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Italian teachers take a step toward no midterm testing


By Bailey Blaikie ’19

Imagine walking into the classroom during midterms and not having to worry about a 200 point test. This year, that is the case for many classes, including Italian.

There are multiple teachers who assigned a project instead of giving a test. Mrs. D’Amore and Mrs. Noonan’s Italian classes have even taken out the midterm grade entirely. The classes work on projects, but they don’t count as a midterm. “We like to concentrate on speaking in our class with the idea that students are taking Italian because they want to go to Italy and speak to people,” D’Amore said.

Students in D’Amore and Noonan’s classes work on project based assessments throughout the year, so they decided to continue this instead of giving a test.

Samantha Pacilio ’19, a member of D’Amore’s class, enjoys not having a test because she gets to display what she learned instead of just studying for the test. “It’s more effective because you work on really applying what you’ve learned over the semester.”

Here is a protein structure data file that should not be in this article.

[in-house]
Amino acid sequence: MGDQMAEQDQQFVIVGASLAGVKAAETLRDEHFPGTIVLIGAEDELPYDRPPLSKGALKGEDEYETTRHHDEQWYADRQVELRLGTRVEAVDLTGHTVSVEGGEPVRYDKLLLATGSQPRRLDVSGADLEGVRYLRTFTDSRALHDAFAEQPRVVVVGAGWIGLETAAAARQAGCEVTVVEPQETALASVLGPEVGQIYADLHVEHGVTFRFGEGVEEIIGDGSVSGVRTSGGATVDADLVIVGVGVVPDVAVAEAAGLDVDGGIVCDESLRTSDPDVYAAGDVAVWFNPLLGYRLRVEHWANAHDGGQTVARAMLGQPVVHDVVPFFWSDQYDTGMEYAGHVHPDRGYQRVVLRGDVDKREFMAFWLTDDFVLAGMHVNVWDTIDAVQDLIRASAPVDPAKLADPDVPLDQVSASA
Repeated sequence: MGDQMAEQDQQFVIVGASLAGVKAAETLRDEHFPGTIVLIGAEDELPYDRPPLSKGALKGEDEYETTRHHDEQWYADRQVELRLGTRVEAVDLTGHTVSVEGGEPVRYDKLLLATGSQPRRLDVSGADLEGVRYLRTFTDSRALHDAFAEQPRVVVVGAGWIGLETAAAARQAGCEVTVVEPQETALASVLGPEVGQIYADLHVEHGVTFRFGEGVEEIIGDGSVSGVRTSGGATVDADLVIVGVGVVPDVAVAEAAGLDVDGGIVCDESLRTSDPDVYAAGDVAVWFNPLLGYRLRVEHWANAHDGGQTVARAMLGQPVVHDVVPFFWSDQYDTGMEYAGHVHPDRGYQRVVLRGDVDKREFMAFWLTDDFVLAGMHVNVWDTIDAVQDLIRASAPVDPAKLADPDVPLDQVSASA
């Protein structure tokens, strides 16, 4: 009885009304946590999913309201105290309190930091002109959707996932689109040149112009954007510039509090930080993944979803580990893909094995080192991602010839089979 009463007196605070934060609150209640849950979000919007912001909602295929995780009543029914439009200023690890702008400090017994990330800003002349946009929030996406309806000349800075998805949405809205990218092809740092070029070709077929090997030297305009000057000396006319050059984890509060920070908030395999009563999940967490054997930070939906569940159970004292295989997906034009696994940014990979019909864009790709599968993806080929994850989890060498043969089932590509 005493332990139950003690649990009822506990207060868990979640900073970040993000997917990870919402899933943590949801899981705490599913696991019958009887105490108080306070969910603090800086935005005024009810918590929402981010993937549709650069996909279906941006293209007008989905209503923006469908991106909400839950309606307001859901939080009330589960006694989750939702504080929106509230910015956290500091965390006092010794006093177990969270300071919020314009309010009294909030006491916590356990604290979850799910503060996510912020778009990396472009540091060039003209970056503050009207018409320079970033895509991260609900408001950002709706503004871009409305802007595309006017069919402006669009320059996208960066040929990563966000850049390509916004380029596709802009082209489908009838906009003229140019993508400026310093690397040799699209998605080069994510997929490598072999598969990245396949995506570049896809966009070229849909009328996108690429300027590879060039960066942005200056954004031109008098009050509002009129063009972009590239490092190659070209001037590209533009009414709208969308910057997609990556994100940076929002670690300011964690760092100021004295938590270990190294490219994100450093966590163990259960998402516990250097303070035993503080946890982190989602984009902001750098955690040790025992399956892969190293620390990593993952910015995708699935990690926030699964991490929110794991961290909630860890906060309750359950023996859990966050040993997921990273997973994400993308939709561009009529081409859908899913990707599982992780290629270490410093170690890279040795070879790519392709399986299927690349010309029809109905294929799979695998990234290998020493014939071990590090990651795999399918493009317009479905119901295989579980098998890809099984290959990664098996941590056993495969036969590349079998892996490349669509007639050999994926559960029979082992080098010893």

D’Amore and Noonan are not the only teachers who have taken this step; some English and Science classes are also partaking.

Abby Greenblatt ’18 does not have the stress of having to prepare for midterm tests. “Having a project is definitely less stressful,” Greenblatt said. “You have more time to prepare and work with the teacher to get help and advice.”

Some teachers prefer to give projects over tests because they believe it will help them learn more in the long run. “Students are learning how to take high-stakes-tests, but cannot demonstrate subject mastery when tested in a different format,” Daniel Koretz said in his book Measuring up: What educational testing really tells us.

There are many students who benefit from the switch from tests to projects. For students who might not test as well, the elimination of tests relives a lot of their stress. “I would love it if all classes did [projects] this year because I’m not a good test taker,” Maisie Prince ’20 said. “I think it would feel less stressful to do a project then studying for a six page test.” Prince is not alone, with other students also claiming to be poor test takers.

However, some students believe that preparing and putting together a presentation can often be as stressful as it would be to study for a test. “I do like having a project instead of a written test, but there is still a lot you have to do,” Eli Corenthal ’19 said.

The initiative the Italian teachers are taking in order to move away from tests is something many students are benefiting from while others prefer to take a test. “I don’t want to say one is better over the other for everybody because every subject is different,” D’Amore said. “I think for [the Italian program] though, and what we’re doing, in our program, it makes the most sense and it goes with our teaching philosophy.”

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